U.S. SECURITIES AND EXCHANGE COMMISSION
Litigation Release No. 20974 / March 26, 2009
Securities and Exchange Commission v. Millennium Bank, et al., Civ. Action No. 7:09-cv-0050-O (United States District Court for the Northern District of Texas)
SEC Halts On-Going $68 Million Ponzi Scheme Involving Sale of Bogus High-Yield CDs Issued by Caribbean-Based Bank and Its Swiss Affiliate
On March 25, 2009, the Commission filed an emergency action in the United States District Court for the Northern District of Texas to halt an on-going $68 million Ponzi scheme involving the sale of bogus certificates of deposit ("CDs"). The Commission's complaint alleges that Defendants William J. Wise, 58, of Raleigh, North Carolina and the Caribbean, and Kristi M. Hoegel, 34, of Napa, California, orchestrated the scheme through companies they control, including co-defendants Millennium Bank of St. Vincent and the Grenadines, its Geneva, Switzerland-based parent, United Trust of Switzerland S.A., and its U.S.-based affiliates, UT of S, LLC and Millennium Financial Group. U.S. District Judge Reed O'Connor granted a temporary restraining order, asset freeze, and other emergency relief against Defendants, including the appointment of a receiver to take control of their assets.
The complaint alleges that from July 2004 to the present, Millennium Bank, acting through Wise, Kristi Hoegel, Jacqueline S. Hoegel, 52, of American Canyon, California, Brijesh Chopra, 41, residence unknown, and Philippe Angeloni, 63, of Raleigh, North Carolina, raised at least $68 million from over 375 investors. According to the Commission's complaint, the Defendants solicited the funds for purported investment in self-styled "CDs" which promised returns up to 321% higher than the national overnight average rates offered on traditional bank-issued CDs.
The solicitations by the Defendants, which were distributed on the bank's website, www.mlnbank.com, and in advertisements in luxury lifestyle magazines, were replete with extensive and fundamental misrepresentations about Millennium Bank and its CDs, according to the Commission's complaint. For example, Millennium Bank mass marketed its CDs as safe and secure with guaranteed rates of return. Millennium Bank also claimed to be "the benefactor of Swiss banking . . . as well as the vast global investment network that United Trust of Switzerland S.A. has built over the last 75 years." According to the complaint, however, these assurances were false, because neither Millennium Bank nor UT of S, LLC actually invested any of the money it received from investors. Moreover, United Trust of Switzerland S.A. is not a bank. In reality, investor funds were diverted to the Defendants and used for a variety of illegitimate purposes.
The complaint alleges that, in order to create the appearance of a legitimate offshore investment, Defendants instructed investors purchasing the so-called "CDs" to mail/Federal Express their checks to the offshore bank. Once received, the checks were packaged and mailed to UT of S, LLC's office in Napa, California, where they were electronically deposited by a remote deposit machine into a UT of S, LLC operating account. The account, which is held at a major U.S. financial institution, also received tens of millions of dollars in investor funds via wire transfer.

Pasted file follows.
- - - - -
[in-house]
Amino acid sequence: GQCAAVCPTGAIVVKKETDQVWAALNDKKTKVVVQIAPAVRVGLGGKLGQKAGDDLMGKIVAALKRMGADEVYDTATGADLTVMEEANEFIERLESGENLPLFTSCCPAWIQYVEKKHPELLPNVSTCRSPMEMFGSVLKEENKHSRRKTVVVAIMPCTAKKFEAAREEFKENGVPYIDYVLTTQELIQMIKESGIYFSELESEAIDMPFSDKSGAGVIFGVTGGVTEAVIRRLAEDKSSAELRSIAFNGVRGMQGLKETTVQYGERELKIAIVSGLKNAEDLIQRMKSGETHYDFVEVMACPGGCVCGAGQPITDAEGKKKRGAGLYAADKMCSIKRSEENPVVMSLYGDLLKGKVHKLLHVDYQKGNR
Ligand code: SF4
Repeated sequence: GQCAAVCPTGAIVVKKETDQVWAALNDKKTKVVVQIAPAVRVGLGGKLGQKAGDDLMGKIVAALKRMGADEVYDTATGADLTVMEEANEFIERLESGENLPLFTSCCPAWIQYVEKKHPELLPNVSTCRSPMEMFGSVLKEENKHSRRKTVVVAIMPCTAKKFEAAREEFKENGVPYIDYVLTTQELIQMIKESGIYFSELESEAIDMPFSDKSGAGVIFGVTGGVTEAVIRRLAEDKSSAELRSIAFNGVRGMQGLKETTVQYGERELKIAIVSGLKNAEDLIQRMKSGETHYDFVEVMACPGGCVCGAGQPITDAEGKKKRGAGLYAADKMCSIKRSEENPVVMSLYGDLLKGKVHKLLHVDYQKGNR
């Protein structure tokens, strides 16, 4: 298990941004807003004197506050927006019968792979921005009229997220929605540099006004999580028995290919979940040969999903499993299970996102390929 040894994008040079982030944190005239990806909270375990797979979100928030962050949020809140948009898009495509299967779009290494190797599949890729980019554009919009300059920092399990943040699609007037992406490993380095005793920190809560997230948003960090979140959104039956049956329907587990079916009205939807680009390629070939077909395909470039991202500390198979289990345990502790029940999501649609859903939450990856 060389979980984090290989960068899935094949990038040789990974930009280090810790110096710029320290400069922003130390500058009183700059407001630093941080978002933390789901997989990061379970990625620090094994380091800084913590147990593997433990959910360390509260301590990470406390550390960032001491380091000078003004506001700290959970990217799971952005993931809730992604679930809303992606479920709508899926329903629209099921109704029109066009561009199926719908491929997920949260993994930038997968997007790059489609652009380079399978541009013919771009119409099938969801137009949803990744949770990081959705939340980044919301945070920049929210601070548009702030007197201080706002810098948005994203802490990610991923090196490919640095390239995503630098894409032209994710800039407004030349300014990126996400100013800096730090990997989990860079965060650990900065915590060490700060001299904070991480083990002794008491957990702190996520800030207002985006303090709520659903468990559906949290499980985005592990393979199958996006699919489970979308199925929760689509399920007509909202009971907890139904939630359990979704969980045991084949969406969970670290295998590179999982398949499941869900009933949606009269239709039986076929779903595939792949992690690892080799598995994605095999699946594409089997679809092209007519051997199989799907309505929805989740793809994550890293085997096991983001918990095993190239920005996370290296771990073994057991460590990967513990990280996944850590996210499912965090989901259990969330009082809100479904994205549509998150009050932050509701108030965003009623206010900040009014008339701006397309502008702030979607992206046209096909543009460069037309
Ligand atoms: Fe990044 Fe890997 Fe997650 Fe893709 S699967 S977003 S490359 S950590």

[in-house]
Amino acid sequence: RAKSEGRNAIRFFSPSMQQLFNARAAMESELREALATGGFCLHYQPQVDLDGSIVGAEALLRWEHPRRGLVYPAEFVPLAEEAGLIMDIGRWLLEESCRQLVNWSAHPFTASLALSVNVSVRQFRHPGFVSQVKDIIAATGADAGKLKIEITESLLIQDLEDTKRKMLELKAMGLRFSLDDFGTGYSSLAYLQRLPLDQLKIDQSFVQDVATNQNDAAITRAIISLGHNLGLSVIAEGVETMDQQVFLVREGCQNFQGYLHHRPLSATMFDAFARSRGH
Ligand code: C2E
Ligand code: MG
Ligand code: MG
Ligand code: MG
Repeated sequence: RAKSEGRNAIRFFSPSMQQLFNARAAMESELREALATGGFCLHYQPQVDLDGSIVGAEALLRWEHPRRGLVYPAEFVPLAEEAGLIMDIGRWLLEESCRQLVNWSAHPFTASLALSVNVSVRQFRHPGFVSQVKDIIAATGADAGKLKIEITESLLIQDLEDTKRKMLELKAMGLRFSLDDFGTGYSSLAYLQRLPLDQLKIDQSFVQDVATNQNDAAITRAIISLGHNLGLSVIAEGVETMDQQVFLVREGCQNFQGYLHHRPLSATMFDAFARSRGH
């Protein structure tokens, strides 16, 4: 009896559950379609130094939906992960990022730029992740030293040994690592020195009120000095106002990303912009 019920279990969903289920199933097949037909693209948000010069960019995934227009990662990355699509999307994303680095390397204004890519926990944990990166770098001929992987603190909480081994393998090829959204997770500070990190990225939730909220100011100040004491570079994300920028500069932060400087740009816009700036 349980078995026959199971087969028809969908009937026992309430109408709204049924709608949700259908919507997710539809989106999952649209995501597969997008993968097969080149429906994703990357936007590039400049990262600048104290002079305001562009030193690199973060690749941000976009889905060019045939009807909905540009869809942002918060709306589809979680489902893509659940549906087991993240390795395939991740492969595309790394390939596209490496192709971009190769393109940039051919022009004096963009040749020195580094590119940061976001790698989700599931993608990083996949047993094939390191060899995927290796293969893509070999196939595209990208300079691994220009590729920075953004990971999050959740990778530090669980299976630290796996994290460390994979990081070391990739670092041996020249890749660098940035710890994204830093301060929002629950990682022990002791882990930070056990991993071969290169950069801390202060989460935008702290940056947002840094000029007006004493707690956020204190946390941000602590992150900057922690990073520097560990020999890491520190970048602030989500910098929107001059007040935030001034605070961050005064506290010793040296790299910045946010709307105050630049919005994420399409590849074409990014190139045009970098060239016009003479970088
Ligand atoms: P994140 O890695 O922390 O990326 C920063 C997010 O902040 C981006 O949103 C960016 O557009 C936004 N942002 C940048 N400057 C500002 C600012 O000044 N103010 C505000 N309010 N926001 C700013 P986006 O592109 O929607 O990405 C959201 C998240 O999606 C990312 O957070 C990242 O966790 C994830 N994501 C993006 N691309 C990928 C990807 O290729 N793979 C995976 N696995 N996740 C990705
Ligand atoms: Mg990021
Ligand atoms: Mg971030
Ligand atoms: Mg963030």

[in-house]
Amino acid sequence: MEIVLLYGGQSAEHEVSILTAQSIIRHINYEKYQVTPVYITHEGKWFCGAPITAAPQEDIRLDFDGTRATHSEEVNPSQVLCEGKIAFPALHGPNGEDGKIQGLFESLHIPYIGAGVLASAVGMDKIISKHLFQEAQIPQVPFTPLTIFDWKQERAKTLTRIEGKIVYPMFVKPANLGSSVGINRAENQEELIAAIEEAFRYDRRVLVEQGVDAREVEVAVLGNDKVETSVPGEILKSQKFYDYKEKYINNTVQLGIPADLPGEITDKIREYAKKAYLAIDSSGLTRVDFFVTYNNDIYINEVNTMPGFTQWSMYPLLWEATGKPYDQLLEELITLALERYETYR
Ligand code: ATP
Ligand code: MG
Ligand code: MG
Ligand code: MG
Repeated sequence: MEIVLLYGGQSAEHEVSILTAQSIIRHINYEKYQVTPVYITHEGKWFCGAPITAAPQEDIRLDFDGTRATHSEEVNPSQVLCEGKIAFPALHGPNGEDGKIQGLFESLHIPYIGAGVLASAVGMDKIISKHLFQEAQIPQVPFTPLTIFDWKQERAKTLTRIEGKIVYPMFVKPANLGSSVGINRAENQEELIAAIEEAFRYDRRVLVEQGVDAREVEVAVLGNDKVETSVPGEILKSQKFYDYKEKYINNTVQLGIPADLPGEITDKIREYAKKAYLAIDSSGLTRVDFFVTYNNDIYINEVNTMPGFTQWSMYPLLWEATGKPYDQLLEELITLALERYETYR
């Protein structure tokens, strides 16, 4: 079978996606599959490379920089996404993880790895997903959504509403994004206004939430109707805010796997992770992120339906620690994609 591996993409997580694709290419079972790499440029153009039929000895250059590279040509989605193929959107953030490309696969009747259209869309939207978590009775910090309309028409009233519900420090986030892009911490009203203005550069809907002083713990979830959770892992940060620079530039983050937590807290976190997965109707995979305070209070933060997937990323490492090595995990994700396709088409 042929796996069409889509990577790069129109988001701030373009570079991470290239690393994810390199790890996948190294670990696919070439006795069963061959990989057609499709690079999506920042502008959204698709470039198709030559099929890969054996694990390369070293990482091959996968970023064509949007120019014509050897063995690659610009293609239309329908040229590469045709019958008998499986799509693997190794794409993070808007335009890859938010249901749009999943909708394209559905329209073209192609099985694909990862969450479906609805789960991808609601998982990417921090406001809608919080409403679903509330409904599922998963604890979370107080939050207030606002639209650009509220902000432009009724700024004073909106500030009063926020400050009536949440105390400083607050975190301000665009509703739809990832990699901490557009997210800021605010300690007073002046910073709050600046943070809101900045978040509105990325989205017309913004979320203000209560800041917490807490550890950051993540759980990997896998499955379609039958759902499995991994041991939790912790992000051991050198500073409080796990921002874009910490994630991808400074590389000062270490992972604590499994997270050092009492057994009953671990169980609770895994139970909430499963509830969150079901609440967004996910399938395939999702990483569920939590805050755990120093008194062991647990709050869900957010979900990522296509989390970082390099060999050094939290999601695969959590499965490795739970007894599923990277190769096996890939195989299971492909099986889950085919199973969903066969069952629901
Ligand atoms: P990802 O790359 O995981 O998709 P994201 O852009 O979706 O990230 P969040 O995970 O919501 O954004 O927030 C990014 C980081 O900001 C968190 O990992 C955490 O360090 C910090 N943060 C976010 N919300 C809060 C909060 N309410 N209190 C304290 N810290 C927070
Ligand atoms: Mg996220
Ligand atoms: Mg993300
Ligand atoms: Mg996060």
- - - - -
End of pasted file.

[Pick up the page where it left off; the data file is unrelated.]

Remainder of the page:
Furthermore, according to the complaint, bank records establish that a vast majority of the $68 million raised from investors was misappropriated by the Defendants, who enriched themselves and paid their personal expenses, while making small Ponzi payments to investors—satisfying investors' liquidation requests with recent deposits of new investors.
The complaint alleges that the Defendants violated the anti-fraud provisions of Section 17(a) of the Securities Act of 1933 and Section 10(b) of the Securities Exchange Act of 1934 and Rule 10b-5 thereunder. The complaint also alleges that the Defendants violated the offering registration provisions of Sections 5(a) and 5(c) of the Securities Act. In addition to the emergency relief granted by the Court, the Commission seeks permanent injunctions, disgorgement of ill-gotten gains plus prejudgment interest, and civil money penalties against the Defendants.
The Commission's complaint further alleges that the Defendants funneled some of the $68 million to relatives and other associated persons and entities: Lynn P. Wise, 52, of Raleigh, North Carolina, Daryl C. Hoegel, 54, of American Canyon, California, Ryan D. Hoegel, 29, of Lincoln, California, Laurie H. Walton, 46, of Raleigh, North Carolina, and four Las Vegas, Nevada based entities: United T of S, LLC, Sterling I.S., LLC, Matrix Administration, LLC, and Jasmine Administration. The Commission's complaint names them as relief defendants, and requests orders requiring them to disgorge any funds or benefits they received which are traceable to the Millennium Bank CD sales.